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Superstition Wilderness - GET #1, AZ

Guide 11 Triplogs  1 Active Topic
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HAZ reminds you to respect the ruins. Please read the Archaeological Resources Protection Act of 1979 & Ruins Etiquette
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Difficulty 3 of 5
Route Finding 2 of 5
Distance One Way 30.3 miles
Trailhead Elevation 2,288 feet
Elevation Gain 2,555 feet
Accumulated Gain 5,091 feet
Kokopelli Seeds 47.27
Interest Ruins, Historic & Seasonal Creek
Backpack Yes & Connecting
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24  2015-03-26
Superstition Getaway - Day 1
18  2015-01-18
Campaign TH to First Water TH
11  2012-12-25
Charlebois from Peralta TH
20  2010-03-02 sirena
Author blisterfree
author avatar Guides 24
Routes 37
Photos 5
Trips 0 map ( 0 miles )
Age 49 Male Gender
Location lithosphere
Historical Weather
Trailhead Forecast
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Preferred   Mar, Nov, Apr, Oct
Seasons   Autumn
Sun  5:16am - 7:38pm
Official Route
1 Alternative

Warning the 2019 Woodbury Fire & 2020 Sawtooth Fire damaged a majority of the Superstition Wilderness.

GET Segment 1 overview

The Superstition Wilderness of Arizona's Tonto National Forest encompasses a unique, diverse, and dramatic landscape of canyons, mesas, and volcanic peaks, much of it occurring in the lower and upper Sonoran desert life zones with their equally unique communities of plant and animal life. As such, this first segment of the GET is truly a feast for the senses, a fitting place to begin or end an extended journey on the Grand Enchantment Trail.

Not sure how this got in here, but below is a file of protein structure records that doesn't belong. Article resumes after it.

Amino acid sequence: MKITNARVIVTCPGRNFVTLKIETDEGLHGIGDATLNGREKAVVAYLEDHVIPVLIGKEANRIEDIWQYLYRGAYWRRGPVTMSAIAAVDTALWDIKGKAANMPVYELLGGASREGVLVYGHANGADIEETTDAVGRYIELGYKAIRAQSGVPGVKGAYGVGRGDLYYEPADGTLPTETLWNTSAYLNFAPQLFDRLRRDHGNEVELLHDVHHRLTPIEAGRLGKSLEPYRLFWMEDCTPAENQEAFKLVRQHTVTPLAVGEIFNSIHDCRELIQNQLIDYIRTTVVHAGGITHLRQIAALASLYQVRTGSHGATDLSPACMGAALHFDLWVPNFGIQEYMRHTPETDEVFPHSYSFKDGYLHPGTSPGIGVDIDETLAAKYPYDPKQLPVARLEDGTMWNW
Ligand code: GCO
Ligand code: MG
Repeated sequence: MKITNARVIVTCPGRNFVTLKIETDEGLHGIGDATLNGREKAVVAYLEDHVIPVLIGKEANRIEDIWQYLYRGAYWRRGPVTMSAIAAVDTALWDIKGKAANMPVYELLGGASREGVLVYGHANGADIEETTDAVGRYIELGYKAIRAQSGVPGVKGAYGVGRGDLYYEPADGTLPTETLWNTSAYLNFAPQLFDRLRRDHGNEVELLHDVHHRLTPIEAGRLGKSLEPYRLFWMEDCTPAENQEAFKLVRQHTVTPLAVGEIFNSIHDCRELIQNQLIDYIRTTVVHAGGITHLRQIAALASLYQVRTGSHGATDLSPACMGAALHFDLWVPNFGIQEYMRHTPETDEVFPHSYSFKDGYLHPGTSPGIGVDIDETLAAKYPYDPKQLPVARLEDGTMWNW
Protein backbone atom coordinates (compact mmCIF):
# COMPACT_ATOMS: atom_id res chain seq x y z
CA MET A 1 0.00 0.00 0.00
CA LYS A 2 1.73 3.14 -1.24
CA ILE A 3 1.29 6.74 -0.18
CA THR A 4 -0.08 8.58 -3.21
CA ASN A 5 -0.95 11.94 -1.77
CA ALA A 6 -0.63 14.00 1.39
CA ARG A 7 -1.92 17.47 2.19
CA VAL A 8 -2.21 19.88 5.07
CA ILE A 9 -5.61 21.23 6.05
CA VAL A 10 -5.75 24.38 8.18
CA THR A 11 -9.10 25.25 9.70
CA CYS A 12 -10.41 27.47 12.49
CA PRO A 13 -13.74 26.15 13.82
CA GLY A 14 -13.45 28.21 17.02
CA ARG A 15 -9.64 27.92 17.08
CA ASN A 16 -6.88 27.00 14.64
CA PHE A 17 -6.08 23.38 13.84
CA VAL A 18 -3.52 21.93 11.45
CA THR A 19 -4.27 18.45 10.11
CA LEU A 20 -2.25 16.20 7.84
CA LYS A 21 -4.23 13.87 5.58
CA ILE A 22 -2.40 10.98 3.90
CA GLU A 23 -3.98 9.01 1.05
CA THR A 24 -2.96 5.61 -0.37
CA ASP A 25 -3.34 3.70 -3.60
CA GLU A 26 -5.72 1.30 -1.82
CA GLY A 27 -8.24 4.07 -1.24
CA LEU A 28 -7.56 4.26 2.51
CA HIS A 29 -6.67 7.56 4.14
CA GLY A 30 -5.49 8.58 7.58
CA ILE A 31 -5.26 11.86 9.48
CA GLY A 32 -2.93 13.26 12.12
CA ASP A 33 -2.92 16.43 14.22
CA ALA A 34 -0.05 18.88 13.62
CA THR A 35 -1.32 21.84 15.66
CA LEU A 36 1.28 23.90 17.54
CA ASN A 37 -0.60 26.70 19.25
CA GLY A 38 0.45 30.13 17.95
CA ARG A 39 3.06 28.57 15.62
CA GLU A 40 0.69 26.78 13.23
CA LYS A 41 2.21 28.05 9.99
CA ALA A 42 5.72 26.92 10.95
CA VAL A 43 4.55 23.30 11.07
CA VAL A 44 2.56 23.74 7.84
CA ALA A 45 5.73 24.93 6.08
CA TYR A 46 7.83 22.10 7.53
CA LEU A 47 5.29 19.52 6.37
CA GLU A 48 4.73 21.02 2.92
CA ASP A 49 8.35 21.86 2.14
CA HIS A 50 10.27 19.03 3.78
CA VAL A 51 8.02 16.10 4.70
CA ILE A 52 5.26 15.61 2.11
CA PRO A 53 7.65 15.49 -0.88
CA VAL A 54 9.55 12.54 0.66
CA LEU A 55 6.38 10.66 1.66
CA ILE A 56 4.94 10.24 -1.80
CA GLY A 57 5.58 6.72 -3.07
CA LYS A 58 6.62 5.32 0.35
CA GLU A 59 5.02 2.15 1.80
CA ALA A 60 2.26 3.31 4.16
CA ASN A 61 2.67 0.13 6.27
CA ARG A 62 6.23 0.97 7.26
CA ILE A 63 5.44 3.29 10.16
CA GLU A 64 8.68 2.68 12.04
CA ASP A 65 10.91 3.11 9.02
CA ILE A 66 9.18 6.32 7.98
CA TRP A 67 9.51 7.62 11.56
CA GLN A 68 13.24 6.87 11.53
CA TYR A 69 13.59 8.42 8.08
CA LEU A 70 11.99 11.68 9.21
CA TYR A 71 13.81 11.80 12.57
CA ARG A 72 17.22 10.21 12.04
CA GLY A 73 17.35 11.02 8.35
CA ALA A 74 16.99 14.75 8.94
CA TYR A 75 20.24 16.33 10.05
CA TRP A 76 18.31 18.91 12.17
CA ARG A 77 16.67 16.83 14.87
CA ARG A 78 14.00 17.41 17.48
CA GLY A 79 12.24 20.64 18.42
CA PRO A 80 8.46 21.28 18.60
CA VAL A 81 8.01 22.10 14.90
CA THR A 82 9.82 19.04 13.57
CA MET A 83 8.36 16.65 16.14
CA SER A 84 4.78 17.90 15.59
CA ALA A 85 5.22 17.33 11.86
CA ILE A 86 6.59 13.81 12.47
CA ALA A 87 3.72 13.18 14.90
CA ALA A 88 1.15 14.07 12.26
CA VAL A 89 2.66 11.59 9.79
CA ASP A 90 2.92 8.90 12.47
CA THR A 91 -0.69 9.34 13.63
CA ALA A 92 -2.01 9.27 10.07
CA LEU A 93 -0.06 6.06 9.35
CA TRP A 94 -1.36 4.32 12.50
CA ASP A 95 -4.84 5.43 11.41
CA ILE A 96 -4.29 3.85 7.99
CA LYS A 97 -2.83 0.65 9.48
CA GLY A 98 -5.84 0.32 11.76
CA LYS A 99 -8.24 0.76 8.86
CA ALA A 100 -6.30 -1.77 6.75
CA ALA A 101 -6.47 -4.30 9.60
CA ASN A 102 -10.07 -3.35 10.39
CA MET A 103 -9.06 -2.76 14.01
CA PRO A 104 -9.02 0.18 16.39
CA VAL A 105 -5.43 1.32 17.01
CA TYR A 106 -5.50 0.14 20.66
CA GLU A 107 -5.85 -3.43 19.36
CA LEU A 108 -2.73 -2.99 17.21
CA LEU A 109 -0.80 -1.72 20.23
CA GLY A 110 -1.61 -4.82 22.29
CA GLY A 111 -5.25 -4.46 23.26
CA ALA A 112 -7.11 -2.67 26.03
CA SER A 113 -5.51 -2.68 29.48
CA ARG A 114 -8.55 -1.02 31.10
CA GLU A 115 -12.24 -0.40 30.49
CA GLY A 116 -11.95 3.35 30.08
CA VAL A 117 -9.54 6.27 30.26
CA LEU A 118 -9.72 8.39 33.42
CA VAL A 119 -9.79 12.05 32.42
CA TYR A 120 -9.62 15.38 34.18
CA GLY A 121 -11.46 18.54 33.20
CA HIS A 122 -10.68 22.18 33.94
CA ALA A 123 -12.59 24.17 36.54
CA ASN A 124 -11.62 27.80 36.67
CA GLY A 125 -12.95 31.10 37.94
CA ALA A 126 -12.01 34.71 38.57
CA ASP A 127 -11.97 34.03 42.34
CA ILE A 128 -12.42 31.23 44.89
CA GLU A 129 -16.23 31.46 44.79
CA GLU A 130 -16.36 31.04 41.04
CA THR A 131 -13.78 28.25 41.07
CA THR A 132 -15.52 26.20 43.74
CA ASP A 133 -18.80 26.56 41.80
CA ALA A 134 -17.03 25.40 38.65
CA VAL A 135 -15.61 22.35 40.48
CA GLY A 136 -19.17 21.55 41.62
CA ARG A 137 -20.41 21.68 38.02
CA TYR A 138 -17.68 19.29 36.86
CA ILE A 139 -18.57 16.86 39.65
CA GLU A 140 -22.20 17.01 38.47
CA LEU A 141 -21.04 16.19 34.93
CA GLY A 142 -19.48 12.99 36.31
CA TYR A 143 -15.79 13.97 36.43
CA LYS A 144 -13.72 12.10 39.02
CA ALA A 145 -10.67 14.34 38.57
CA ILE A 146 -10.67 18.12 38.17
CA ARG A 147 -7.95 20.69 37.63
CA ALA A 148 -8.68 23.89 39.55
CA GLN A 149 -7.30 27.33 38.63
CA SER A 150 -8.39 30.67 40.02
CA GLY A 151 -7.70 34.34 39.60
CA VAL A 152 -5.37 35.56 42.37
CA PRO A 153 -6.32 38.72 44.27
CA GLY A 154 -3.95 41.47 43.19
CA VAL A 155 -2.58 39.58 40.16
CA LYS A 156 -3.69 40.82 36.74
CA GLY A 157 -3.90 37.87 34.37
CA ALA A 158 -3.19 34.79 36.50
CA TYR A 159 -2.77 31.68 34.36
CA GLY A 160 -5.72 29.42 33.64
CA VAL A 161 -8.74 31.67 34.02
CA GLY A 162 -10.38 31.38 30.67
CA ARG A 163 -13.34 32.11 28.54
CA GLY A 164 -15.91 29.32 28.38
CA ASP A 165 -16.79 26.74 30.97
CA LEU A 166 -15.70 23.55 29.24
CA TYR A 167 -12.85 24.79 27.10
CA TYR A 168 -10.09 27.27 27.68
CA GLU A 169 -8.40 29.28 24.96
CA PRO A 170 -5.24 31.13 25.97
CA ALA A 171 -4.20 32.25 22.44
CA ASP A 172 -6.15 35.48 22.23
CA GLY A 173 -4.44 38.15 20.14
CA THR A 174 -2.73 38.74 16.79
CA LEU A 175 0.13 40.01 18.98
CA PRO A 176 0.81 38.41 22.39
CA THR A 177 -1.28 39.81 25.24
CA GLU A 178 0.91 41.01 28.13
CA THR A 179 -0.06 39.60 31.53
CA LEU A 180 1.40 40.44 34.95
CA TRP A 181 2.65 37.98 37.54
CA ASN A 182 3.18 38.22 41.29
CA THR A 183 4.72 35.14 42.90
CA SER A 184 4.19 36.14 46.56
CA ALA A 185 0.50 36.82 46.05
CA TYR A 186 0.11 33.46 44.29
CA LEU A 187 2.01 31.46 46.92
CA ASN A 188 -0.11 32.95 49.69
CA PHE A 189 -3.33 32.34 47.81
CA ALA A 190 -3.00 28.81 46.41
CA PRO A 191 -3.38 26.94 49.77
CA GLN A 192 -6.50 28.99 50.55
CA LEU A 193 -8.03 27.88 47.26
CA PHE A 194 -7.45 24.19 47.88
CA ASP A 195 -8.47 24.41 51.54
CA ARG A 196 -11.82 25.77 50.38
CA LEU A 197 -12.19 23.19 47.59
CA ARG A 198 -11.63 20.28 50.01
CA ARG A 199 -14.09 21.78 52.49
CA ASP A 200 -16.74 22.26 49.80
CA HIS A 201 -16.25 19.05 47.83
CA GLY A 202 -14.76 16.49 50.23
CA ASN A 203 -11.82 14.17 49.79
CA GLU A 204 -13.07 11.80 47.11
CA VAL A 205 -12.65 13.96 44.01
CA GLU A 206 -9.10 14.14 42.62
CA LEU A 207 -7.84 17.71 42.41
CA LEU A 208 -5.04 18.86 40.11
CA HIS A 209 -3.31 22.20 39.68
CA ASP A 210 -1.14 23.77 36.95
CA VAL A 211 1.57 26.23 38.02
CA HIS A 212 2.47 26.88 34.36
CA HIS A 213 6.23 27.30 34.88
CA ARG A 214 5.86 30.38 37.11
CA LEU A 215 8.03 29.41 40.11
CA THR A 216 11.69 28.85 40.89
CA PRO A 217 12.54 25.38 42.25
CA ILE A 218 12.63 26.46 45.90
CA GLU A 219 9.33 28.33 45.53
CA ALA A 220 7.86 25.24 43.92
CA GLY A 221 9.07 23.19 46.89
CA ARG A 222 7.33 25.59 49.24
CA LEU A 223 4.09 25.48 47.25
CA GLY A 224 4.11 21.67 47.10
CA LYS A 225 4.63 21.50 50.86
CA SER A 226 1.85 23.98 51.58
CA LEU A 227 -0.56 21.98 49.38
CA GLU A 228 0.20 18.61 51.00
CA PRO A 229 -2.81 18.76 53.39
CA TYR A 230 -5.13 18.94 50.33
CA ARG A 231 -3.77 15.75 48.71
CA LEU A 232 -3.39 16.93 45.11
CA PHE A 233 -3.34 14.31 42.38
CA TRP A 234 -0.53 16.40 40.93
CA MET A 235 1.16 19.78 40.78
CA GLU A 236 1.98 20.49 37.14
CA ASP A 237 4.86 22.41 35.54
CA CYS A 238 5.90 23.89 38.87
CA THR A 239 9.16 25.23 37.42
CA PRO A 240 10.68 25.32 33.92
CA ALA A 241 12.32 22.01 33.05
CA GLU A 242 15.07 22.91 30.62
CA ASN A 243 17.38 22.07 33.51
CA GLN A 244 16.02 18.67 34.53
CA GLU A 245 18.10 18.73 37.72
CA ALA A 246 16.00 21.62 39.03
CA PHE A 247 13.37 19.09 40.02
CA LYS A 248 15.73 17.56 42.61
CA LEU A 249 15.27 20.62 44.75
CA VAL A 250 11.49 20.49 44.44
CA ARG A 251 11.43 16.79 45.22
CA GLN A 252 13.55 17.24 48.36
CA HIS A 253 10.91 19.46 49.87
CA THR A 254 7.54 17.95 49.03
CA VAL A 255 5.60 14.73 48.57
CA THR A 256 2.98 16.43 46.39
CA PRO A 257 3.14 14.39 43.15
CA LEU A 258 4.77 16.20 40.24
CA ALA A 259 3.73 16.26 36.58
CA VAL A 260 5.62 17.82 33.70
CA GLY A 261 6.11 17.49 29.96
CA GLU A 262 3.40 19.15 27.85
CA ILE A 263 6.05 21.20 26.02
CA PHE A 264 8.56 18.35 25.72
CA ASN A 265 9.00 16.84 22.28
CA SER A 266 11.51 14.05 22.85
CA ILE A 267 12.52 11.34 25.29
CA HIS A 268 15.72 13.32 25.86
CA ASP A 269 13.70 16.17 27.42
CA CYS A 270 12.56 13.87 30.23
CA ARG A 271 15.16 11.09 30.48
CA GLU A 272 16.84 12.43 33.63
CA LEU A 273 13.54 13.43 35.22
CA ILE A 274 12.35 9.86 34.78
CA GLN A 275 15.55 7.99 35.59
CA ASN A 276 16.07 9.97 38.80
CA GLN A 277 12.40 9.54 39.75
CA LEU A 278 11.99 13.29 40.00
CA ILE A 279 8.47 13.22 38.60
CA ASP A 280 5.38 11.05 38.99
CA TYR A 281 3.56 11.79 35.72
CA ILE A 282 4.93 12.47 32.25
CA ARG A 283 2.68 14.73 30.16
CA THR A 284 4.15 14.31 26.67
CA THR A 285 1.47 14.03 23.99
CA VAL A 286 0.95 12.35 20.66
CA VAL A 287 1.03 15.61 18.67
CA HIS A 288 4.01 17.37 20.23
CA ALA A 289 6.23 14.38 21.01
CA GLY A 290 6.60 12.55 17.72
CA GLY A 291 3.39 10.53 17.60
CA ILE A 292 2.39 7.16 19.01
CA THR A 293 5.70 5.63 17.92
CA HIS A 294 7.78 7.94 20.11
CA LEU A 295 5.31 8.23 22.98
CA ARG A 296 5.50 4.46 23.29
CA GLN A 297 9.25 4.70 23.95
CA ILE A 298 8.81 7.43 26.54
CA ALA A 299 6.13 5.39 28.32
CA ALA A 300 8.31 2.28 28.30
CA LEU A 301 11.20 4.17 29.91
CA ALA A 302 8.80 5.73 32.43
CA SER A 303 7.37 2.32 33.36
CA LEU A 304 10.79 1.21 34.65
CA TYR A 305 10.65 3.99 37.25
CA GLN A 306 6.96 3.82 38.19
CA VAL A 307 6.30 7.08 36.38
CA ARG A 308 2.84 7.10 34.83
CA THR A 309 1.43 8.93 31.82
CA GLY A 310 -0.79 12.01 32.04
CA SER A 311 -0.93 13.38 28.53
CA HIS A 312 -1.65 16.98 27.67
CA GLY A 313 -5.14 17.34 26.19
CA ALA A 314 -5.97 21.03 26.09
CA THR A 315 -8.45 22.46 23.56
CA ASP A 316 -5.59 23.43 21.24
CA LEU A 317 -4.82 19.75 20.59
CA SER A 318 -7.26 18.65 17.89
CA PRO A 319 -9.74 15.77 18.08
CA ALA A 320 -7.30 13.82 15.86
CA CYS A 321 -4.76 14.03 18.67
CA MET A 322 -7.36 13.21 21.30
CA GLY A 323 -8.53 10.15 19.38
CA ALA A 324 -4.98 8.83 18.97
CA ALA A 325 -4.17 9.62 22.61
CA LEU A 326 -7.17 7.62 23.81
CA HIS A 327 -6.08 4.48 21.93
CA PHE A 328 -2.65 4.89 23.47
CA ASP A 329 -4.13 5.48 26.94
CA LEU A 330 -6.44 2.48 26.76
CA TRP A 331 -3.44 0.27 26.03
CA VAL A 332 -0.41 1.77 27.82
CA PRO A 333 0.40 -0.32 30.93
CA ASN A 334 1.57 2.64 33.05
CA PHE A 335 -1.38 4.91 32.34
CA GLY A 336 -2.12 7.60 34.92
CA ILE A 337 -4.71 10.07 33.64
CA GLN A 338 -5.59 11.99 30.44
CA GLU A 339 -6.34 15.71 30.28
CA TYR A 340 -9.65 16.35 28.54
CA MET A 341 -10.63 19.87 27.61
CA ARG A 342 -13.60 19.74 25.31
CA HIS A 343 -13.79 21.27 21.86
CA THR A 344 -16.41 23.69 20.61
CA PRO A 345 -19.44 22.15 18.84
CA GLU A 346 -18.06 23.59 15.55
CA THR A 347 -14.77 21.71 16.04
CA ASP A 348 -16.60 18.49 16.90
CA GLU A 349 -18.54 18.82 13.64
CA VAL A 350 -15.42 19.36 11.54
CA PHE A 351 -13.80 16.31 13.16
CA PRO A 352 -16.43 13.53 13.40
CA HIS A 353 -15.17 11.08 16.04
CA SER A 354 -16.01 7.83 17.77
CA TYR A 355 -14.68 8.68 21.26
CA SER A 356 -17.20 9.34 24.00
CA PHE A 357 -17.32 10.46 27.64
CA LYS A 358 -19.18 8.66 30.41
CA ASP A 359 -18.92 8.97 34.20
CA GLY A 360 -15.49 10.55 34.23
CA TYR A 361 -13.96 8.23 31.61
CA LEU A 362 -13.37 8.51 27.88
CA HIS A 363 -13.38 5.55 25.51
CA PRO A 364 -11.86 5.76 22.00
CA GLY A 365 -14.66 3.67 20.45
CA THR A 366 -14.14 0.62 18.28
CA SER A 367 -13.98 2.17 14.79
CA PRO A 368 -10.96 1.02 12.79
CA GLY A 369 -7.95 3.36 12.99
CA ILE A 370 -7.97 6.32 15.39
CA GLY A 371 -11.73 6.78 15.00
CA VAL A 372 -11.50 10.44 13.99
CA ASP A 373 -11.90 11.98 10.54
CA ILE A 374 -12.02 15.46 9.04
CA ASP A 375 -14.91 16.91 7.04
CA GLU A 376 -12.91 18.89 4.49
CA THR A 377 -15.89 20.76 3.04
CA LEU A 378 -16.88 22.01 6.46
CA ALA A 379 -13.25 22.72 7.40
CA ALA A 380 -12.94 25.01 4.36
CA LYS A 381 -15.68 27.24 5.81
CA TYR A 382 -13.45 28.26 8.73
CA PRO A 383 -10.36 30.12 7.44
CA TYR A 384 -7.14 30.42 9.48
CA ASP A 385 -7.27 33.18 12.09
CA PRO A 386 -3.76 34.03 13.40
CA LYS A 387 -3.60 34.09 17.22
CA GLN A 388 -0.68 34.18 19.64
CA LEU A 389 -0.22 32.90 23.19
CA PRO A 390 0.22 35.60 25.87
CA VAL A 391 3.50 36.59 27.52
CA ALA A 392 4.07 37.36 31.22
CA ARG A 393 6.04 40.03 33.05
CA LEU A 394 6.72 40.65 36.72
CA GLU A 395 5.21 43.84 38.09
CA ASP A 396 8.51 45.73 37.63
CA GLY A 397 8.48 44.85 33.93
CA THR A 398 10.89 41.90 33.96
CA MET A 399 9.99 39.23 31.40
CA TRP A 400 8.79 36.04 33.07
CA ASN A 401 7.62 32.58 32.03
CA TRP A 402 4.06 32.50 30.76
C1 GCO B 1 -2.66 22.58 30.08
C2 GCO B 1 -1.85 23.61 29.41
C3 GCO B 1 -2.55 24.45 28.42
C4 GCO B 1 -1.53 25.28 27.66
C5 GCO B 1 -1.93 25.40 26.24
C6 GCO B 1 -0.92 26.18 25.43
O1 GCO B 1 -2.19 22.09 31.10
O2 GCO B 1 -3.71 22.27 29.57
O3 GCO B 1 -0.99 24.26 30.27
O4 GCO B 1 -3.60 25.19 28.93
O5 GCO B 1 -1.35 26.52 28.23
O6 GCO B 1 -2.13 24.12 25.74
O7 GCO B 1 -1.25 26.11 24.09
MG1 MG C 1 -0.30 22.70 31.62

Our route follows an extensive and meandering network of foot trails, varying in condition from well-trod and easily followable to vague and overgrown in places. The trail sections nearest the significant trailheads (First Water, Peralta, and Rogers Trough) receive the most use. They are maintained accordingly (either officially so or by all the foot and hoof traffic). Farther in the backcountry, where comparatively few users go, trail conditions tend to be rougher and unavoidably overgrown with catclaw and other bushes, at least in corridors here and there. Overall, this segment's terrain is quite rocky and rough, with a fair amount of climbing and descending as the trails negotiate passes between the many steep-walled canyons for which the "Supes" are renowned. For long-distance hikers just starting, rest assured: While the way may seem complicated, and indeed it is unavoidably so here, the rewards are yet evident all around, and the route does become somewhat easier once it joins the Arizona Trail near the eastern end of this segment and continuing into segment 2.